EverQuest Next devs tease a world of choice and consequence

EverQuest Next

The big problem with most MMOs is that they're static: Wait your turn, clobber the bad guy, report in, wash, rinse, and repeat. Go back a month later and the same quest-giver will still be there, offering the same reward for the same beat-down. That's obviously a generalization, but it's not inaccurate; it's also something that Sony Online Entertainment is trying to get away from with Everquest Next.

"In EQ Next, you won't walk into an area and see a group of NPCs standing around with question marks over their heads," Lead Content Designer Steve Danuser explains in the new video. "Instead, you'll be guided to areas where events are taking place." These events are happening "all the time, all over Norrath," and players will have the ability to influence them in different ways.

The system is built around NPCs who lead virtual lives based on attributes assigned to them by the developers, and NPC groups who will pursue their own goals, which can have a far-reaching impact on other aspects of the game world. Using an internal design tool, Danuser and Storybricks Lead Designer Stephan Bura demonstrated the system in action by showing how a Kobold incursion into the Serpentspine Mountains could ultimately lead to the awakening of destructive evil spirits, depending on the choices players make.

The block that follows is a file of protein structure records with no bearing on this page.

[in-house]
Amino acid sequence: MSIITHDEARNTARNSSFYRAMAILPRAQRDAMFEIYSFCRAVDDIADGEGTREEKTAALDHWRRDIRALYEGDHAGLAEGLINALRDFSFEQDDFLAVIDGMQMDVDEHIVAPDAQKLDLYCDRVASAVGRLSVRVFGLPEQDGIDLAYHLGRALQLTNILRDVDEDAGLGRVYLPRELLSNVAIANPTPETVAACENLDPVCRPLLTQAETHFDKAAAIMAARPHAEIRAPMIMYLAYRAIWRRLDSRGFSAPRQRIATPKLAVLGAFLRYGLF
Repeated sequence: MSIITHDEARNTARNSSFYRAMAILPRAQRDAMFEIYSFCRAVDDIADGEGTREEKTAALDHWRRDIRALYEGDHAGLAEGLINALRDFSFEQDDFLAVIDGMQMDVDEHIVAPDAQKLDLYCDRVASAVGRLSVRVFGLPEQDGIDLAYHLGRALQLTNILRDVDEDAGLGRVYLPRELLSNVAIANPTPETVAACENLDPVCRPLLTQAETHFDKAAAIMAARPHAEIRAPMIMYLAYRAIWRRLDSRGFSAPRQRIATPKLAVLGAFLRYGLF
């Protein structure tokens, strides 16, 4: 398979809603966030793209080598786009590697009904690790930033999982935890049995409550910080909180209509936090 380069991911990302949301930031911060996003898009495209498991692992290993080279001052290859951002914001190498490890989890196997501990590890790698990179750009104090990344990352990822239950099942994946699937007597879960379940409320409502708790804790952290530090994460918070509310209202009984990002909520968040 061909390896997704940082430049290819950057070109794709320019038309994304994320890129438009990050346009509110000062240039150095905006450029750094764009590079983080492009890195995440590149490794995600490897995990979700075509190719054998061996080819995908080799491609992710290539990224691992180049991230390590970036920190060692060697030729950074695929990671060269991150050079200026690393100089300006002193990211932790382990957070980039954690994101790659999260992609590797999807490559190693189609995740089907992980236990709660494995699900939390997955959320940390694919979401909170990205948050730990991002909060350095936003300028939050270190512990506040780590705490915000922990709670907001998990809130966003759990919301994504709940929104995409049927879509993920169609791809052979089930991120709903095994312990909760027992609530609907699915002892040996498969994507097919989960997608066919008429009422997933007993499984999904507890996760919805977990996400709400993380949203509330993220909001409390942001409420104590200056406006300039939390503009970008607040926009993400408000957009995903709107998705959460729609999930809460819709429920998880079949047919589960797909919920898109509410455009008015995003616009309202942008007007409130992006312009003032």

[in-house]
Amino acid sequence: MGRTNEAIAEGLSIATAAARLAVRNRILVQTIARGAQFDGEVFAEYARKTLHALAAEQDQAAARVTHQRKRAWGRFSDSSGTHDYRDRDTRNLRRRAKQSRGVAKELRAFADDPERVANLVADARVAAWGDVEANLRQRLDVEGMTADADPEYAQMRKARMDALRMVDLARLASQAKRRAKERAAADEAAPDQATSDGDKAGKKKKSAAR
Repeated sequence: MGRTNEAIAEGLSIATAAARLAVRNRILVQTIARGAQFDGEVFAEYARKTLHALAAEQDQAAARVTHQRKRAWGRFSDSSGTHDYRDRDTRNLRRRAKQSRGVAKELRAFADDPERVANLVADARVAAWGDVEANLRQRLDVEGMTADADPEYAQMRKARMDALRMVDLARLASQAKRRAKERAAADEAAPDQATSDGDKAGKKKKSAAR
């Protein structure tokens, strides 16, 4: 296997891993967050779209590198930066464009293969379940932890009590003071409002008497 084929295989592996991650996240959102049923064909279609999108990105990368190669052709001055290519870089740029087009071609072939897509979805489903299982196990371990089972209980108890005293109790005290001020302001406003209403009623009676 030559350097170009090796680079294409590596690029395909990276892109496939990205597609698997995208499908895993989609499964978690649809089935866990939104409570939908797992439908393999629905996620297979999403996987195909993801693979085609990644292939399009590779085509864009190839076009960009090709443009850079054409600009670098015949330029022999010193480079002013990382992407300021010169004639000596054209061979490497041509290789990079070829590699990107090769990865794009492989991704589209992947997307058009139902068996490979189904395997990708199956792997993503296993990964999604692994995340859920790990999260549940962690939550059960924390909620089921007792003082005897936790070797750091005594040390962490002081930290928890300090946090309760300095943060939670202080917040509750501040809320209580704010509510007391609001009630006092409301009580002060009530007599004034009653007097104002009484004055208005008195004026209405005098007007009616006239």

"Player actions can trigger rallying calls, which are gigantic, world-changing events," Danuser says. "The bloody Kithicor rallying call brings players together from across the server, and will leave Kithicor permanently changed. Players on other servers might have made different choices, and could see dramatically different consequences."

One enthusiastic developer video isn't enough to completely convince me, but it certainly sounds promising. If SOE can pull this off, Everquest Next might actually be the MMO that finally earns my sword. A shorter version of the above video, for those who don't have 30 minutes to dedicate to the whole show, can be found here.

Andy Chalk

Andy has been gaming on PCs from the very beginning, starting as a youngster with text adventures and primitive action games on a cassette-based TRS80. From there he graduated to the glory days of Sierra Online adventures and Microprose sims, ran a local BBS, learned how to build PCs, and developed a longstanding love of RPGs, immersive sims, and shooters. He began writing videogame news in 2007 for The Escapist and somehow managed to avoid getting fired until 2014, when he joined the storied ranks of PC Gamer. He covers all aspects of the industry, from new game announcements and patch notes to legal disputes, Twitch beefs, esports, and Henry Cavill. Lots of Henry Cavill.